Traditional Teaching

Traditionally, spelling has been taught as a separate task. Teachers typically give 10 words a week and the students practice these words for a weekly test. Often these words are taught in isolation, or by themselves, with no connection to familiar text. Sometimes, especially in the early elementary they are taught by word families: words that look and sound similar to each other. Skill and drill prepare the students for a test. The problem with this approach is that the correct spelling of the words and their meanings don’t always transfer to reading and writing skills.

Teaching Spelling to Deaf Children

Where children who are deaf are concerned, teaching new words in a way that they will remember them is crucial. Teaching spelling  and vocabulary through context and world knowledge is a must. I love to teach new words and vocabulary together and focus on words that are in the literature book that is being read and re-read in language arts class. This does several things that naturally reinforce the learning and memorization of spelling words.

  • The context of the story and the content will provide world knowledge that the students can connect the individual vocabulary/spelling words to.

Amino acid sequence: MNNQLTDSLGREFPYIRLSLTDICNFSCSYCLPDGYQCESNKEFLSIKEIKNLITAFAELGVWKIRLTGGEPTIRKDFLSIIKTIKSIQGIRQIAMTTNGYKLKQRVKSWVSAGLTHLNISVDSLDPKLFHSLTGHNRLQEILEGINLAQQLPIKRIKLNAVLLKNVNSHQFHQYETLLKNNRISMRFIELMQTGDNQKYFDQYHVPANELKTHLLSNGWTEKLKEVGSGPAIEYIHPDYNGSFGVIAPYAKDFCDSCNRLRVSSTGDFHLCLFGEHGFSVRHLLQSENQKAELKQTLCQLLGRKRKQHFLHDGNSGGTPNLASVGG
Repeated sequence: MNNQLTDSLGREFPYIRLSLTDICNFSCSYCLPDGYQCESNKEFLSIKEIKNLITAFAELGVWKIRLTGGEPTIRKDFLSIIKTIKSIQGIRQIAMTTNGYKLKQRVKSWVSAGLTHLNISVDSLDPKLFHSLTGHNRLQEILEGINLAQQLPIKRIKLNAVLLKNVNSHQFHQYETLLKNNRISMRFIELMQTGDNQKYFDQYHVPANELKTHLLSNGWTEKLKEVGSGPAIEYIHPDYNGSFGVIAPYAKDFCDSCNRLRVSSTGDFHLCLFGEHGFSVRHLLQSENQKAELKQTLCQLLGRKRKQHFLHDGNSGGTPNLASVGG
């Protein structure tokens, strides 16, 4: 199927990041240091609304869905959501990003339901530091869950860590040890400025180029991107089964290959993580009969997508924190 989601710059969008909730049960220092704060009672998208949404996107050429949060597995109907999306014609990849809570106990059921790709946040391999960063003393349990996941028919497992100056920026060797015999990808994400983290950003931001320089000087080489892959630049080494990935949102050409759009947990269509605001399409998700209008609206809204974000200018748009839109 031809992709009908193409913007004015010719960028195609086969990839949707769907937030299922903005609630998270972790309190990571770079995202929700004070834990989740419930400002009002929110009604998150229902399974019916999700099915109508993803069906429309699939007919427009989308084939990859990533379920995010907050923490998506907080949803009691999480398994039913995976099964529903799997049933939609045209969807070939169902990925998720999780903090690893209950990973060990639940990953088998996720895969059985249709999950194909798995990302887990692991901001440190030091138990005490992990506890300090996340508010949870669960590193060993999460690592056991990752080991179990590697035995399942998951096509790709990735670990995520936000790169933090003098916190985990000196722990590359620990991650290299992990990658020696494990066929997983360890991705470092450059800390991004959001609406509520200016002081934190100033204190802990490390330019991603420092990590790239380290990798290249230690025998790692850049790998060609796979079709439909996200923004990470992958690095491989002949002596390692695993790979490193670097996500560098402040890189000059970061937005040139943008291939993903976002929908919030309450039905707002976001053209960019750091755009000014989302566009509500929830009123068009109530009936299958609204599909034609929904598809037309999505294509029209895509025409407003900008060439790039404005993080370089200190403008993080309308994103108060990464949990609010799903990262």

• The reading and re-reading of the book provides repetition in context so that the students are not only seeing the word again and again but understand the meaning of it as they practice using it in natural language.
  • The students enjoy the story AND spelling the words, as well as what the words mean.
  • Reading strategies including how to figure out what new words mean can be taught as the spelling words are practiced. (hitting two birds with one stone)
  • As the children re-tell or answer questions about the story, in ASL or English, they have the opportunity to use the spelling words naturally.
In other words: teaching spelling from context is VITAL to the deaf child.

Another place where deaf students struggle with spelling, is when words have multiple-meanings. There are also multiple ways to sign the same spelling word. It’s important to teach the different meanings when you focus on that word, even if that meaning is not used in the text you may be reading. Remember how I said that I like a balanced approach? Students will need direct teaching of words with multiple-meanings as well as natural interaction with the words in text.  This sounds like a great topic for another post!

Find ways to have FUN with spelling!
  • matching games (have the student make the matching cards by writing the words out)
  • Hang man
  • make up silly sentences or stories using all of the words
  • Post the words around the house and have the kids spell them out before they can go into a room or use an appliance.
  • games using ASL, like the one below


This game is awesome because it not only helps kids remember the word and how its spelled, but also what it means!        New words CAN be FUN!